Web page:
In bearing the heavy imprint of private influence, however, the CPP does not lie squarely within the realm of government action. If public, private, and quasi-public actions were plotted on a constitutional continuum--with acts of the President at one end and those of purely private parties at the other--the CPP would fit somewhere between those poles. (8) The question then becomes whether the constitutional rationales for Chevron deference apply with equal force when the private sector engages in legislative rulemaking on the President's behalf, as with the CPP. This question inevitably invokes consideration of a related doctrine that preceded Chevron: nondelegation.

The nondelegation doctrine is a Lockean notion that is fundamental to the separation of powers. (9) In theory, nondelegation ensures that policymaking resides in the branch of government that is most responsive to popular will. It evolved in response to two kinds of delegations of legislative power: delegations to federal agencies and delegations to the private sector. Since the doctrine's post-New Deal heyday, the Court has consistently deemed delegations of legislative authority to federal agencies constitutional so long as Congress includes an "intelligible principle" in the enabling statute to guide the exercise of agency discretion. (10) With Chevron, the Court effectively reversed course, enhancing agencies' discretion to make laws pursuant to vague legislative mandates--at the expense of de novo judicial review.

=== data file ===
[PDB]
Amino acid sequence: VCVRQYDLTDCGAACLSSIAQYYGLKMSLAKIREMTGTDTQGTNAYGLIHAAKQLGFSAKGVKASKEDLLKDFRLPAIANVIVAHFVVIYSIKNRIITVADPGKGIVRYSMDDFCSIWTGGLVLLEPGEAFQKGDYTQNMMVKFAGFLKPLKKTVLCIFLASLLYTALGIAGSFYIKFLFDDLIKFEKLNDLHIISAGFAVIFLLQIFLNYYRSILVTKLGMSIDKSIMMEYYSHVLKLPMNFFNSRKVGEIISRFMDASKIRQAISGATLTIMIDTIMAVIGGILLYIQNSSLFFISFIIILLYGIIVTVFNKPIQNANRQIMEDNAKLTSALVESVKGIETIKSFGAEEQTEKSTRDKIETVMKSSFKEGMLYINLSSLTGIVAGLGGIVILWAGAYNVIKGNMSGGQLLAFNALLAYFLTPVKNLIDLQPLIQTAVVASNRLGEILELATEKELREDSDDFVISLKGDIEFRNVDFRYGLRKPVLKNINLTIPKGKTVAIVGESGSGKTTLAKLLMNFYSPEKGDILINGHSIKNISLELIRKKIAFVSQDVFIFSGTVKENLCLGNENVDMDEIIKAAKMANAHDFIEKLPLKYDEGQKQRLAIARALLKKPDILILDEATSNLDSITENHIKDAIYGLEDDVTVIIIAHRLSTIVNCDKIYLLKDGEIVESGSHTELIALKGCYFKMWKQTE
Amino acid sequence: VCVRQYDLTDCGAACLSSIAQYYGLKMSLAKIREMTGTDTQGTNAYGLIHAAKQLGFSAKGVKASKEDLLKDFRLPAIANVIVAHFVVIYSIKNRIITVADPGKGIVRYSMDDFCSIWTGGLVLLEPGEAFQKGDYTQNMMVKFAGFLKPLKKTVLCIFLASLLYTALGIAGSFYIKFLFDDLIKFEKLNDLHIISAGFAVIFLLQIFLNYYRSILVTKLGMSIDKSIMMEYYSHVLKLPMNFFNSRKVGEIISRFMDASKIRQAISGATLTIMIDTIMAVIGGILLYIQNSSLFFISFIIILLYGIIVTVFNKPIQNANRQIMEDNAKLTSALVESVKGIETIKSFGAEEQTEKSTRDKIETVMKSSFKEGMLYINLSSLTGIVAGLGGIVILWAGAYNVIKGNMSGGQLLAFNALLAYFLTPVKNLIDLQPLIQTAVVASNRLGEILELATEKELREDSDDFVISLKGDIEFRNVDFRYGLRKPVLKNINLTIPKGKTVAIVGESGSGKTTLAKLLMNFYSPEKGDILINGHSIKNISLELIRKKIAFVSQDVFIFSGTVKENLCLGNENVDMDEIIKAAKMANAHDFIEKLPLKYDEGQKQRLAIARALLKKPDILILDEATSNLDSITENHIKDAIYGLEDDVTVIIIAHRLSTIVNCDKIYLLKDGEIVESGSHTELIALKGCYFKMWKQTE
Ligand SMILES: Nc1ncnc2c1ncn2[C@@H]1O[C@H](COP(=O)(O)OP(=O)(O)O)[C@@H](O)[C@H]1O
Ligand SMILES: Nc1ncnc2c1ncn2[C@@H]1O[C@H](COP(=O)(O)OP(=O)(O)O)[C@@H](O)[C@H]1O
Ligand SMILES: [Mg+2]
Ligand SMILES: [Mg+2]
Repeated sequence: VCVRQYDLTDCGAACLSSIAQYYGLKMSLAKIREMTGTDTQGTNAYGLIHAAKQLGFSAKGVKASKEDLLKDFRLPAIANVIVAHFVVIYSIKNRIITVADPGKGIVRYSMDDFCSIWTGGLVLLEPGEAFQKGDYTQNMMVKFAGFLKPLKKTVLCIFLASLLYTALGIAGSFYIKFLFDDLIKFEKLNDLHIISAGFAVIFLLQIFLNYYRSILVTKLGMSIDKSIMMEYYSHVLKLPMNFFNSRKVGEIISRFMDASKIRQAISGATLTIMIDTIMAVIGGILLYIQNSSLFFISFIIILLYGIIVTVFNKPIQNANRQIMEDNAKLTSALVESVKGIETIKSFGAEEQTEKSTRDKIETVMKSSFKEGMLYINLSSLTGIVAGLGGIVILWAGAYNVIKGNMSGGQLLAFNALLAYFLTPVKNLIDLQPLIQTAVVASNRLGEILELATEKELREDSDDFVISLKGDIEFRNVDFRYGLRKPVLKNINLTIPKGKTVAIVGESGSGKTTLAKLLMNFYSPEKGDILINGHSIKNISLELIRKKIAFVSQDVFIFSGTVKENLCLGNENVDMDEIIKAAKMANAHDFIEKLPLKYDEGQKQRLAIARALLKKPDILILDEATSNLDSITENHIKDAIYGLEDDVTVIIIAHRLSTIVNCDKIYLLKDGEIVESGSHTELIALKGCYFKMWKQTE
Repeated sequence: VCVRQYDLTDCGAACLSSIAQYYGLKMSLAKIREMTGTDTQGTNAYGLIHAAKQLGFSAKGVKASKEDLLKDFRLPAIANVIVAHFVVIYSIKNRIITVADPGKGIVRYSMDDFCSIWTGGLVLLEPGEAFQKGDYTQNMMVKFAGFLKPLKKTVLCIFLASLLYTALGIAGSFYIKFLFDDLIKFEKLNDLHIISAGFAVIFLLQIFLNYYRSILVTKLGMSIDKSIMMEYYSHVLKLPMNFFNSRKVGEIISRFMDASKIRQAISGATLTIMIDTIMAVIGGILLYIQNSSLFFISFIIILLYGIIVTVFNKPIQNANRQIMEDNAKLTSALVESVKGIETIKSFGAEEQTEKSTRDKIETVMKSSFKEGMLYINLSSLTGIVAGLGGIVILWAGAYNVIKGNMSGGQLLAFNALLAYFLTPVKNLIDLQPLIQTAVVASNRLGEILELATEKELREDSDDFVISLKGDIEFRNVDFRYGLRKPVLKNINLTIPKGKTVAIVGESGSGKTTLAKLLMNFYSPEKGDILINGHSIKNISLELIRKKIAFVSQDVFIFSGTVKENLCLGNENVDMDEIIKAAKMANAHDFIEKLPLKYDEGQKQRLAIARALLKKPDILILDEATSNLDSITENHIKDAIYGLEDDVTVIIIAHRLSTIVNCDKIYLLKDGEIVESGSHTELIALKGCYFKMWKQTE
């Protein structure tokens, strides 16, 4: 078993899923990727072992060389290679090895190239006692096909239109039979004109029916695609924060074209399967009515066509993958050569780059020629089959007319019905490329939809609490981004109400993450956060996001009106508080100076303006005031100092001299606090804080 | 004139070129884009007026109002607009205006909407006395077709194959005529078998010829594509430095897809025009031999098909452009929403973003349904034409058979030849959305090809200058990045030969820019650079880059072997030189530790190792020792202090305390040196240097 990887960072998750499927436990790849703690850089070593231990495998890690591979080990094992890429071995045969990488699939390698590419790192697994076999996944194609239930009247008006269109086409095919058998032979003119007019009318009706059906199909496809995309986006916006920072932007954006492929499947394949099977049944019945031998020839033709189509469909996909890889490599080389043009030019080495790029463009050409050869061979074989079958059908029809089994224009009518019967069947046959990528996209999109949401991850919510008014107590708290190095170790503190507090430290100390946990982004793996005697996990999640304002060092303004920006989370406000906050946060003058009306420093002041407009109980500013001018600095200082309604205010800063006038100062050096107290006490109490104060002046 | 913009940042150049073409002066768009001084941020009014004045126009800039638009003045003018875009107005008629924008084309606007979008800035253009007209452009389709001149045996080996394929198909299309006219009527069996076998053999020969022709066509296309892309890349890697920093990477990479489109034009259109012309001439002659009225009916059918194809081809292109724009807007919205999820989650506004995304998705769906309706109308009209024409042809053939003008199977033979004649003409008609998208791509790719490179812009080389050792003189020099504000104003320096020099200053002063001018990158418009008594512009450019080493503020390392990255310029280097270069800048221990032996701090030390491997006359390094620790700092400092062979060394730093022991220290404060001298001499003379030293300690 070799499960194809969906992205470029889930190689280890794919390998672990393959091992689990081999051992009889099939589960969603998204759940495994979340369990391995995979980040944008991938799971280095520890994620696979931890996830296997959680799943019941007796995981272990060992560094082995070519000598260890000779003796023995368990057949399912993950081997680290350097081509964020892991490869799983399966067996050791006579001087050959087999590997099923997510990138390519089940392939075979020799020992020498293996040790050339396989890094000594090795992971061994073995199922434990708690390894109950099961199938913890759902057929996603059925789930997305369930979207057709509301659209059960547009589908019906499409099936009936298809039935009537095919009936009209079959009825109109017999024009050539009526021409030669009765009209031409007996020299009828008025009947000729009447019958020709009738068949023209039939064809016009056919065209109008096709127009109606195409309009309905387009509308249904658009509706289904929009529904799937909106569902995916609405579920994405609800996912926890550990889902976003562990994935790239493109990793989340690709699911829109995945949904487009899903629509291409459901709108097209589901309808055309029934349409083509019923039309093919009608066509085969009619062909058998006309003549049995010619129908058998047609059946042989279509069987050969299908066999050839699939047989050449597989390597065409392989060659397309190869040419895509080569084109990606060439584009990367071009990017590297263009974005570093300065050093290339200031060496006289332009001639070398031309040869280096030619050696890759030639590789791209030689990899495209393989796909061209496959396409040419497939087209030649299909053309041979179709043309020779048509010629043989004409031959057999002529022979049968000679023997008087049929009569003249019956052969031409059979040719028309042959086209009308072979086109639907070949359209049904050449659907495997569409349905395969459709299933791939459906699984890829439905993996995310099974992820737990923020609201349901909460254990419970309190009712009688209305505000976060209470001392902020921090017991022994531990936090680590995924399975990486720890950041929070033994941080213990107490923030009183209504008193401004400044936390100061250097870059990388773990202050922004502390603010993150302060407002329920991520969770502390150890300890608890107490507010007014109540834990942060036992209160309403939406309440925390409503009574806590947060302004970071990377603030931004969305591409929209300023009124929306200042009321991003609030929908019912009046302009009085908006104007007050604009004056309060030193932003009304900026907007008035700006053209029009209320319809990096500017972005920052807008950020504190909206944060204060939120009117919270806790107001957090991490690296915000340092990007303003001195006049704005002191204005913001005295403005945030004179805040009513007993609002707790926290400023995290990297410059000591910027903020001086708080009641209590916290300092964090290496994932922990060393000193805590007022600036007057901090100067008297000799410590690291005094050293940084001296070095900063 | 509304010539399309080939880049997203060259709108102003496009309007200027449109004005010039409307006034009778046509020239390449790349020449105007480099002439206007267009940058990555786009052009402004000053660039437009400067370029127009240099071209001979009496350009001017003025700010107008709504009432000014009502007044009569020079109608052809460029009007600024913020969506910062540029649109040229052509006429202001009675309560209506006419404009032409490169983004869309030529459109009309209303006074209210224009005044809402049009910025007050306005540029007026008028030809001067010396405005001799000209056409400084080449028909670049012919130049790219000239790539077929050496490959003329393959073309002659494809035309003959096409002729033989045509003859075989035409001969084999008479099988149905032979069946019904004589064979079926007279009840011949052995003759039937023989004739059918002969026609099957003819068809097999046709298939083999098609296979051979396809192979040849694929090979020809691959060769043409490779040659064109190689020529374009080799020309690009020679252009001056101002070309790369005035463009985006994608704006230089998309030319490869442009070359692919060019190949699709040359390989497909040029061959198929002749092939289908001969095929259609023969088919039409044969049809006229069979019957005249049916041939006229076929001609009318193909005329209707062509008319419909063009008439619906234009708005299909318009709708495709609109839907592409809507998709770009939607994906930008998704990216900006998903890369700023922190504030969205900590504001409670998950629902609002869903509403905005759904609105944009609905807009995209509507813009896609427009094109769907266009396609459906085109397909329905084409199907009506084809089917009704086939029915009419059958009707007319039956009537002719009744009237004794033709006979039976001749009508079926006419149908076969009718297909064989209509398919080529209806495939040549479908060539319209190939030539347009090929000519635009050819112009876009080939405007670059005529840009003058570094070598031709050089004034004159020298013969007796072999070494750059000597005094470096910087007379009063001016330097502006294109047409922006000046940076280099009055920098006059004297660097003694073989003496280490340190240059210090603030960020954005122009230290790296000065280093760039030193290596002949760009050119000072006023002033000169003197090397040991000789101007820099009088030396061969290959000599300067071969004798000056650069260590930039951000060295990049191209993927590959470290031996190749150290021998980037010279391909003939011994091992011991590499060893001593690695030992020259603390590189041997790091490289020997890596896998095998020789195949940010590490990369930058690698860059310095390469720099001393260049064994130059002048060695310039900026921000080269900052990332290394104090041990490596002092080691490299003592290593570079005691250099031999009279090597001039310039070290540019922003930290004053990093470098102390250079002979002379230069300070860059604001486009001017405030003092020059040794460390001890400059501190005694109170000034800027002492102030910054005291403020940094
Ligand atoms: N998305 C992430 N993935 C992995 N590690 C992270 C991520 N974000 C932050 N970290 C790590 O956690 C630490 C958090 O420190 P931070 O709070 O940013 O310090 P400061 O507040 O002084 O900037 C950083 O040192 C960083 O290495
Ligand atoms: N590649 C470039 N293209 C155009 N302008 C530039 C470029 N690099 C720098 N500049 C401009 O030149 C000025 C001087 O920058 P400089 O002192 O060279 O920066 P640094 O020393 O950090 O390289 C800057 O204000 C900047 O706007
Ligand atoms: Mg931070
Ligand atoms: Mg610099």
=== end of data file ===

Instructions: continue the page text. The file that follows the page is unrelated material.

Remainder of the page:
Notwithstanding the Supreme Court's sanctioning of Congress's authority to delegate its legislative power to the executive branch (and, for that matter, the private sector), constitutional doctrine says nothing about agencies ' authority to subdelegate the same legislative powers to private parties. Because the Constitution does not restrict private behavior, rulemaking sheds its constitutional character when non-federal actors conduct it. (11) Thus, whereas congressional attempts to delegate legislative power trigger constitutional scrutiny, agency attempts to delegate rulemaking authority do not. Such a paradox--that important constitutional values come into play only when Congress attempts to privatize government, and not when agencies do--flies in the face of over a century of separation of powers doctrine. (12) It makes little sense for the Supreme Court to wrestle with line drawing around shared governmental powers if the question can be so easily nullified by a contract handing off rulemaking powers to an extra-constitutional, private actor.

This Article considers executive branch outsourcing of legislative power to private parties, and argues that its inescapable constitutional implications warrant a stronger nondelegation doctrine and a more nuanced approach to Chevron that emphasizes public accountability, legitimacy, transparency, and rational decisionmaking over notions of agency prerogative. The Chevron doctrine--like nondelegation--is driven by normative judgments as to which branch of government is best suited to make policy; by any measure, biased private actors do not qualify.

Part I describes the private exercise of public power in practical terms. It then situates the issue on a constitutional policymaking continuum. This approach is offered as a substitute paradigm for the strict public/private divide that currently drives constitutional doctrine. Whereas a handful of baseline values for good government necessarily influence the exercise of public power at the governmental end of the continuum, they do not color the exercise of identical powers by actors at the private end of that spectrum under current law.